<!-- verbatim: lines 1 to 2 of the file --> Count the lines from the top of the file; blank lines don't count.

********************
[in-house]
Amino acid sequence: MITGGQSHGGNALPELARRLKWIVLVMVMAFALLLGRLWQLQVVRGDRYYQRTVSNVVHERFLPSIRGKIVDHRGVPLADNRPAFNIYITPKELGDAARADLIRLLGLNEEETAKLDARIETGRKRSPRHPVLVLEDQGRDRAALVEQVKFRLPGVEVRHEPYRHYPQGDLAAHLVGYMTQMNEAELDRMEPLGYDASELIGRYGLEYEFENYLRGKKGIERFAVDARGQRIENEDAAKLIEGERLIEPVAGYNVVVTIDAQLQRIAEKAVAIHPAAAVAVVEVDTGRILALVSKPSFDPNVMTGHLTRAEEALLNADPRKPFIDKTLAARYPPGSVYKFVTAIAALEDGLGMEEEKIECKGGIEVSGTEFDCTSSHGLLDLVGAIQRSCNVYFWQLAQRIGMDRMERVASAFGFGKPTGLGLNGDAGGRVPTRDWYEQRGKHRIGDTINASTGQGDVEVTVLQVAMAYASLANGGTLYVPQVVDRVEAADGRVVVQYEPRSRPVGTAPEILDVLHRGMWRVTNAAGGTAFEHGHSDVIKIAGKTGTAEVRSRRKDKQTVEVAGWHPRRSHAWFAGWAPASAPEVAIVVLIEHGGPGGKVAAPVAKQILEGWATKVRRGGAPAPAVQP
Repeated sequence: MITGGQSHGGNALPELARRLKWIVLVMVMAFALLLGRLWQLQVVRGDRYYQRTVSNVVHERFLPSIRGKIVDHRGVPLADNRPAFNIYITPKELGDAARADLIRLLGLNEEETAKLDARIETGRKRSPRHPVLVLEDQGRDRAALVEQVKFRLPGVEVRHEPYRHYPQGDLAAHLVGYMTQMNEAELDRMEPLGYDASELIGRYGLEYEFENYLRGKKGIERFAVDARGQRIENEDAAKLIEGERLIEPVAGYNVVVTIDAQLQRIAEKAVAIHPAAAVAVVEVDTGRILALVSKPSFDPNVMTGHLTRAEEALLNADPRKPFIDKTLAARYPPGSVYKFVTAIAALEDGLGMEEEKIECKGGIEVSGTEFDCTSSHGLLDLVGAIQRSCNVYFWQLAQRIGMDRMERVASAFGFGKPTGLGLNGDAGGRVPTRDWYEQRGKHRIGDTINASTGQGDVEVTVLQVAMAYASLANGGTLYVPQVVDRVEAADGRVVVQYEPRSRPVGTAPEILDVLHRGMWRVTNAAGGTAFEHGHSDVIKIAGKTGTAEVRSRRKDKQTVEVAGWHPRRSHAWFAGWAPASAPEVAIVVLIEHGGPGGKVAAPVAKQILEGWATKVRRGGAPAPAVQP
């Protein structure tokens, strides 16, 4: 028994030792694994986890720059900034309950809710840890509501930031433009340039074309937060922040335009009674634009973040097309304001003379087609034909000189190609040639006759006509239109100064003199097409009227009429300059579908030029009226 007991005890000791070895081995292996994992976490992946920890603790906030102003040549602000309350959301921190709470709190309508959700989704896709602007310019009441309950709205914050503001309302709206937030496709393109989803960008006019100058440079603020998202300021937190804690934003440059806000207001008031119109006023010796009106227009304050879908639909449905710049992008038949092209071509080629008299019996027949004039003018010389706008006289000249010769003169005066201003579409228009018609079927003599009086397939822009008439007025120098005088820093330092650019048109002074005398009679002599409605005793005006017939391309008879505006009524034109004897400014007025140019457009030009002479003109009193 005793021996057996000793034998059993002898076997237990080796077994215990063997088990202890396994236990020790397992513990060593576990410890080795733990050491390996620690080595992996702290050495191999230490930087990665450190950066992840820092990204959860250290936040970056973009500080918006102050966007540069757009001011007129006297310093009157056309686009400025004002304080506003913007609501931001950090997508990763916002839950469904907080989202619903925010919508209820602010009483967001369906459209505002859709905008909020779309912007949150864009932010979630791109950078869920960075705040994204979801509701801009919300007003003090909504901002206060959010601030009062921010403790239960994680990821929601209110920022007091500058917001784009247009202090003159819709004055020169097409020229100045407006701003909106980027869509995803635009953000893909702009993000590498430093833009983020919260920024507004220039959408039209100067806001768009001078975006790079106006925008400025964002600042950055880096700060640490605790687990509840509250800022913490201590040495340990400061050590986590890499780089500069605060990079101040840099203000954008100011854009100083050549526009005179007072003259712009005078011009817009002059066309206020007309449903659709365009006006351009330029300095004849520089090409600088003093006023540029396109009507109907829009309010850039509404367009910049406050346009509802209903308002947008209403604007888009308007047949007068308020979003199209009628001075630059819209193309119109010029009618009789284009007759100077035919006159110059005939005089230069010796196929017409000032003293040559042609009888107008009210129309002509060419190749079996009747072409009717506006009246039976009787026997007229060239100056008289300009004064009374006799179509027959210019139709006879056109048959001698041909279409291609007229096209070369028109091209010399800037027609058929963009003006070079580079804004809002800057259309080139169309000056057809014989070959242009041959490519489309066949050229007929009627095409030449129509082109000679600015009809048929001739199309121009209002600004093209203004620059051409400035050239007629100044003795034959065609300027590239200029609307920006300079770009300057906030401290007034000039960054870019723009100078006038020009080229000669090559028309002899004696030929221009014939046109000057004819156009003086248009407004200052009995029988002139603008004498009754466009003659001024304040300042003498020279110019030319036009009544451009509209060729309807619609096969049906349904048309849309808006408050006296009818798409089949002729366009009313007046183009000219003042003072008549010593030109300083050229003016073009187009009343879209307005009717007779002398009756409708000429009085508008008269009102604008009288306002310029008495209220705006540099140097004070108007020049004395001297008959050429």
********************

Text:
[in-house]
Amino acid sequence: MITGGQSHGGNALPELARRLKWIVLVMVMAFALLLGRLWQLQVVRGDRYYQRTVSNVVHERFLPSIRGKIVDHRGVPLADNRPAFNIYITPKELGDAARADLIRLLGLNEEETAKLDARIETGRKRSPRHPVLVLEDQGRDRAALVEQVKFRLPGVEVRHEPYRHYPQGDLAAHLVGYMTQMNEAELDRMEPLGYDASELIGRYGLEYEFENYLRGKKGIERFAVDARGQRIENEDAAKLIEGERLIEPVAGYNVVVTIDAQLQRIAEKAVAIHPAAAVAVVEVDTGRILALVSKPSFDPNVMTGHLTRAEEALLNADPRKPFIDKTLAARYPPGSVYKFVTAIAALEDGLGMEEEKIECKGGIEVSGTEFDCTSSHGLLDLVGAIQRSCNVYFWQLAQRIGMDRMERVASAFGFGKPTGLGLNGDAGGRVPTRDWYEQRGKHRIGDTINASTGQGDVEVTVLQVAMAYASLANGGTLYVPQVVDRVEAADGRVVVQYEPRSRPVGTAPEILDVLHRGMWRVTNAAGGTAFEHGHSDVIKIAGKTGTAEVRSRRKDKQTVEVAGWHPRRSHAWFAGWAPASAPEVAIVVLIEHGGPGGKVAAPVAKQILEGWATKVRRGGAPAPAVQP